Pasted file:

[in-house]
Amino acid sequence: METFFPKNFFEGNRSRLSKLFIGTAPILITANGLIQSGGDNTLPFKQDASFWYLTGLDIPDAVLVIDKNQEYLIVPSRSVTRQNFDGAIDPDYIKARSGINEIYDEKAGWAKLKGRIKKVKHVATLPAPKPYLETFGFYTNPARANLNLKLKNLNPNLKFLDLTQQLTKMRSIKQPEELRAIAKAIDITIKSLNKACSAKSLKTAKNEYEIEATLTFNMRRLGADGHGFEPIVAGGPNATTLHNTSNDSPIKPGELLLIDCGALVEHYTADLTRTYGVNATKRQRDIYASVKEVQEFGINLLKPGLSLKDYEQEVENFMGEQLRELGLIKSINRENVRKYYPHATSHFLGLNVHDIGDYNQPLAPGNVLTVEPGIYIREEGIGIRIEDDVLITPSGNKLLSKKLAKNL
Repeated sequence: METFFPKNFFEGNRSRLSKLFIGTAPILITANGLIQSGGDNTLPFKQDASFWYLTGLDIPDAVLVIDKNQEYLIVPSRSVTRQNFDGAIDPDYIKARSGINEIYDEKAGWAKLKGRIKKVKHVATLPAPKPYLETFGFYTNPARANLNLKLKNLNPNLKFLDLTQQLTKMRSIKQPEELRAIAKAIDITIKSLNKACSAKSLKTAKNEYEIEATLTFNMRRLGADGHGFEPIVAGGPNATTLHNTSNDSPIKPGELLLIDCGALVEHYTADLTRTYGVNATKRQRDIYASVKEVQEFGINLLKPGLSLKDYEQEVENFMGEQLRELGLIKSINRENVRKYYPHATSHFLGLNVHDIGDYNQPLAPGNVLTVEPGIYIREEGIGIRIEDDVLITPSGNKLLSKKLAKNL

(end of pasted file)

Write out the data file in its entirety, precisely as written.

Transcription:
[in-house]
Amino acid sequence: METFFPKNFFEGNRSRLSKLFIGTAPILITANGLIQSGGDNTLPFKQDASFWYLTGLDIPDAVLVIDKNQEYLIVPSRSVTRQNFDGAIDPDYIKARSGINEIYDEKAGWAKLKGRIKKVKHVATLPAPKPYLETFGFYTNPARANLNLKLKNLNPNLKFLDLTQQLTKMRSIKQPEELRAIAKAIDITIKSLNKACSAKSLKTAKNEYEIEATLTFNMRRLGADGHGFEPIVAGGPNATTLHNTSNDSPIKPGELLLIDCGALVEHYTADLTRTYGVNATKRQRDIYASVKEVQEFGINLLKPGLSLKDYEQEVENFMGEQLRELGLIKSINRENVRKYYPHATSHFLGLNVHDIGDYNQPLAPGNVLTVEPGIYIREEGIGIRIEDDVLITPSGNKLLSKKLAKNL
Repeated sequence: METFFPKNFFEGNRSRLSKLFIGTAPILITANGLIQSGGDNTLPFKQDASFWYLTGLDIPDAVLVIDKNQEYLIVPSRSVTRQNFDGAIDPDYIKARSGINEIYDEKAGWAKLKGRIKKVKHVATLPAPKPYLETFGFYTNPARANLNLKLKNLNPNLKFLDLTQQLTKMRSIKQPEELRAIAKAIDITIKSLNKACSAKSLKTAKNEYEIEATLTFNMRRLGADGHGFEPIVAGGPNATTLHNTSNDSPIKPGELLLIDCGALVEHYTADLTRTYGVNATKRQRDIYASVKEVQEFGINLLKPGLSLKDYEQEVENFMGEQLRELGLIKSINRENVRKYYPHATSHFLGLNVHDIGDYNQPLAPGNVLTVEPGIYIREEGIGIRIEDDVLITPSGNKLLSKKLAKNL